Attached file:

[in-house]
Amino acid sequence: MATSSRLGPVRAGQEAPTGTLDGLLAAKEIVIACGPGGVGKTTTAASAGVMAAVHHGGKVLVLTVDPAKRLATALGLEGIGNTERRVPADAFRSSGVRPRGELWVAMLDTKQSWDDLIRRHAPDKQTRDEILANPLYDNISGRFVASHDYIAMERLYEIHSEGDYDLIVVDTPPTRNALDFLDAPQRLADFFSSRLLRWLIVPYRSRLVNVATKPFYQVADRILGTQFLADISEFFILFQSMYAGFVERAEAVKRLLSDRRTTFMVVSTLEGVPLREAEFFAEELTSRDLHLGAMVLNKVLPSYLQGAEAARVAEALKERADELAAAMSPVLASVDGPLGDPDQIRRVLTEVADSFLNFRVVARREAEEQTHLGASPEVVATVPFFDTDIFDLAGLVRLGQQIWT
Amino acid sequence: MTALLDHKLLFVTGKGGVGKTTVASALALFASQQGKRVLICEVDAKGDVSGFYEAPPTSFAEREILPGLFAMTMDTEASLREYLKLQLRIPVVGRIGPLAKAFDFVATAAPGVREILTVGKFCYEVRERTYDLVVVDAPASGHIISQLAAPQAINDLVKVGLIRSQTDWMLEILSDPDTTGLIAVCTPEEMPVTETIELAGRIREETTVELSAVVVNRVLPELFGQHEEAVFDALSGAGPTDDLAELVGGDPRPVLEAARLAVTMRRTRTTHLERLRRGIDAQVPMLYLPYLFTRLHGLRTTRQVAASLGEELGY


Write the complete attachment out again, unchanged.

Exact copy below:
[in-house]
Amino acid sequence: MATSSRLGPVRAGQEAPTGTLDGLLAAKEIVIACGPGGVGKTTTAASAGVMAAVHHGGKVLVLTVDPAKRLATALGLEGIGNTERRVPADAFRSSGVRPRGELWVAMLDTKQSWDDLIRRHAPDKQTRDEILANPLYDNISGRFVASHDYIAMERLYEIHSEGDYDLIVVDTPPTRNALDFLDAPQRLADFFSSRLLRWLIVPYRSRLVNVATKPFYQVADRILGTQFLADISEFFILFQSMYAGFVERAEAVKRLLSDRRTTFMVVSTLEGVPLREAEFFAEELTSRDLHLGAMVLNKVLPSYLQGAEAARVAEALKERADELAAAMSPVLASVDGPLGDPDQIRRVLTEVADSFLNFRVVARREAEEQTHLGASPEVVATVPFFDTDIFDLAGLVRLGQQIWT
Amino acid sequence: MTALLDHKLLFVTGKGGVGKTTVASALALFASQQGKRVLICEVDAKGDVSGFYEAPPTSFAEREILPGLFAMTMDTEASLREYLKLQLRIPVVGRIGPLAKAFDFVATAAPGVREILTVGKFCYEVRERTYDLVVVDAPASGHIISQLAAPQAINDLVKVGLIRSQTDWMLEILSDPDTTGLIAVCTPEEMPVTETIELAGRIREETTVELSAVVVNRVLPELFGQHEEAVFDALSGAGPTDDLAELVGGDPRPVLEAARLAVTMRRTRTTHLERLRRGIDAQVPMLYLPYLFTRLHGLRTTRQVAASLGEELGY